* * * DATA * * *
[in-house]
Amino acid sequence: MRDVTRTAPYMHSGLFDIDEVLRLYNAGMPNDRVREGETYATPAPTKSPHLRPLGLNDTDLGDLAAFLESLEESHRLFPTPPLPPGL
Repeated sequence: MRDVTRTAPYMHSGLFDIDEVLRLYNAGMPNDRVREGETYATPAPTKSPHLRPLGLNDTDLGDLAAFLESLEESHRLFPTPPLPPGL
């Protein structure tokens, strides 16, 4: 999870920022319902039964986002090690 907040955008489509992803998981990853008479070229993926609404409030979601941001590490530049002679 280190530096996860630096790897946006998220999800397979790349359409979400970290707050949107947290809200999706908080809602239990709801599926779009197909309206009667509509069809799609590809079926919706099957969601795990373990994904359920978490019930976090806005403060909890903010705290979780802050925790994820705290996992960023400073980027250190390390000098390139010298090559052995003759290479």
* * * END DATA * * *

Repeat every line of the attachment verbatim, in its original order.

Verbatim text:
[in-house]
Amino acid sequence: MRDVTRTAPYMHSGLFDIDEVLRLYNAGMPNDRVREGETYATPAPTKSPHLRPLGLNDTDLGDLAAFLESLEESHRLFPTPPLPPGL
Repeated sequence: MRDVTRTAPYMHSGLFDIDEVLRLYNAGMPNDRVREGETYATPAPTKSPHLRPLGLNDTDLGDLAAFLESLEESHRLFPTPPLPPGL
């Protein structure tokens, strides 16, 4: 999870920022319902039964986002090690 907040955008489509992803998981990853008479070229993926609404409030979601941001590490530049002679 280190530096996860630096790897946006998220999800397979790349359409979400970290707050949107947290809200999706908080809602239990709801599926779009197909309206009667509509069809799609590809079926919706099957969601795990373990994904359920978490019930976090806005403060909890903010705290979780802050925790994820705290996992960023400073980027250190390390000098390139010298090559052995003759290479």